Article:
THE latest ESRI medium-term outlook for the Irish economy is both reassuring and worrying.
Reassuring because it points to a sustainable long-term growth rate of 3%, a return to net immigration, and unemployment falling to 6%, a figure close to the magical 4% which economists regard as representing full employment.
Worrying because, while the report forecasts certain benefits for the Irish economy arising from Brexit and the prospect that Ireland might see a substantial relocation of foreign direct investment from the UK, this is subject to global demand being sustained and so is tenuous at best.
Equally unnerving is the ESRI’s examination of the EU Commission’s proposed Common Consolidated Corporate Tax Base. It represents a major change in EU-wide tax rules that could devastate small, open economies like Ireland that have an over-dependence on foreign direct investment.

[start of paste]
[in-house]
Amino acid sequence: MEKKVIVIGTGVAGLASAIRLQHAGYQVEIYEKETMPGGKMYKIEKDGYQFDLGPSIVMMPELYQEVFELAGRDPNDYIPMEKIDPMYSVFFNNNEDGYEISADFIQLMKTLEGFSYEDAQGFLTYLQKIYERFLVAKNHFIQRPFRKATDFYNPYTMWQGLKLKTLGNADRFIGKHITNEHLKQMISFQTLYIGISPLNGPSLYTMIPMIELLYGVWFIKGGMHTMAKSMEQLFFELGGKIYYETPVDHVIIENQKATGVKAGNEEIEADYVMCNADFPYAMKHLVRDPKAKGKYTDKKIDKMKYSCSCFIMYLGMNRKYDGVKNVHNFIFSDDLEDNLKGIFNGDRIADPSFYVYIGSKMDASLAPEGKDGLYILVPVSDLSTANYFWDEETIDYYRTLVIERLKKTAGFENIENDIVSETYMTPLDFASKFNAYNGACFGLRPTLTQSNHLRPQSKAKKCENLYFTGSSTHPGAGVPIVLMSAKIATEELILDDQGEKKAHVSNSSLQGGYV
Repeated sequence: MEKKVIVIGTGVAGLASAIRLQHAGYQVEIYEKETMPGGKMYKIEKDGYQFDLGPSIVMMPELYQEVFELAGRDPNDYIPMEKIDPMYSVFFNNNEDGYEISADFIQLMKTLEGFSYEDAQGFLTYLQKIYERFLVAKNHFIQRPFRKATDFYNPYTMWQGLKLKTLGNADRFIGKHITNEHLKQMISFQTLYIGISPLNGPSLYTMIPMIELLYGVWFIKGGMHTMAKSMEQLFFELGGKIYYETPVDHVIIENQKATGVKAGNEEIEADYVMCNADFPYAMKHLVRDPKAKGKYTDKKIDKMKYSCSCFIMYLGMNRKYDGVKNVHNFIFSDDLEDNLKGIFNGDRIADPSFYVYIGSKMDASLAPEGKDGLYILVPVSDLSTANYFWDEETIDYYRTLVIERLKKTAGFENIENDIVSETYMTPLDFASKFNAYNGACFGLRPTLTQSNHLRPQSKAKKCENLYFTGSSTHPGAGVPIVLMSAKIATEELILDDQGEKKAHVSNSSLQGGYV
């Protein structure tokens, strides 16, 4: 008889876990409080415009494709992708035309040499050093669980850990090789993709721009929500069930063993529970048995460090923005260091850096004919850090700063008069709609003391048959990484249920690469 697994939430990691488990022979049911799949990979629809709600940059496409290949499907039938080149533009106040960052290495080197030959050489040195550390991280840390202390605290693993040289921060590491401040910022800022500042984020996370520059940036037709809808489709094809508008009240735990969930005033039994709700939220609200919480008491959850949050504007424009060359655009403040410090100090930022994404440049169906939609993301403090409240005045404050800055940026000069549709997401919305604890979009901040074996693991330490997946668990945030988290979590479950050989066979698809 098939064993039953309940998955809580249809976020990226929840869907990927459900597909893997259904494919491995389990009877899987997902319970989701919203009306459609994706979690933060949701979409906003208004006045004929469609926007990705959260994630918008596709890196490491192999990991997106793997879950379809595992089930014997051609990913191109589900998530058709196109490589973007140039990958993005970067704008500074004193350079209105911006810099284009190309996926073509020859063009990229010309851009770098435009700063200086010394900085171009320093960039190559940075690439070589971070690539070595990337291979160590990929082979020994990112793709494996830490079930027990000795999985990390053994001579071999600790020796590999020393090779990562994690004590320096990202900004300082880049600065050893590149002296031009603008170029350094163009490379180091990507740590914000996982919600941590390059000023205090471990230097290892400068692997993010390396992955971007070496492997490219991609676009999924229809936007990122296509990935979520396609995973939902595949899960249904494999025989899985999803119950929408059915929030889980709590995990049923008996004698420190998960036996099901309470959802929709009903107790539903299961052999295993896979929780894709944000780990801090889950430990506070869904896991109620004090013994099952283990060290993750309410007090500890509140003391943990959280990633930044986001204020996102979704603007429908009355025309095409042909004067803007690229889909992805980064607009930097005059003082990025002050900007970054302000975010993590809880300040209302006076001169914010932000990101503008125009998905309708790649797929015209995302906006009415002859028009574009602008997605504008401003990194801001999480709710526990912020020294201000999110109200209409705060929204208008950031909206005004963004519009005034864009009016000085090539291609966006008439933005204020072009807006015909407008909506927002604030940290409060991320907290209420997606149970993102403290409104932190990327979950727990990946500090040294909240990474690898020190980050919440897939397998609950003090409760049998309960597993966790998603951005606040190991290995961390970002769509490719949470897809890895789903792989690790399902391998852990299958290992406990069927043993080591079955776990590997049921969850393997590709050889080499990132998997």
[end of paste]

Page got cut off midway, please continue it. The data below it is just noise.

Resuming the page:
It would not directly increase Ireland’s low corporation tax but would make it less attractive as it would apply to a smaller proportion of a multinational company’s income.
The research also offers a sobering assessment of likely future demand for housing, increasing from 23,000 units a year to just over 30,000 in 2024. This is likely to pose a huge challenge for banks and those saving to buy their own homes.
While the report is hardly pessimistic, it is sobering and economists, politicians, and the wider public should note it.
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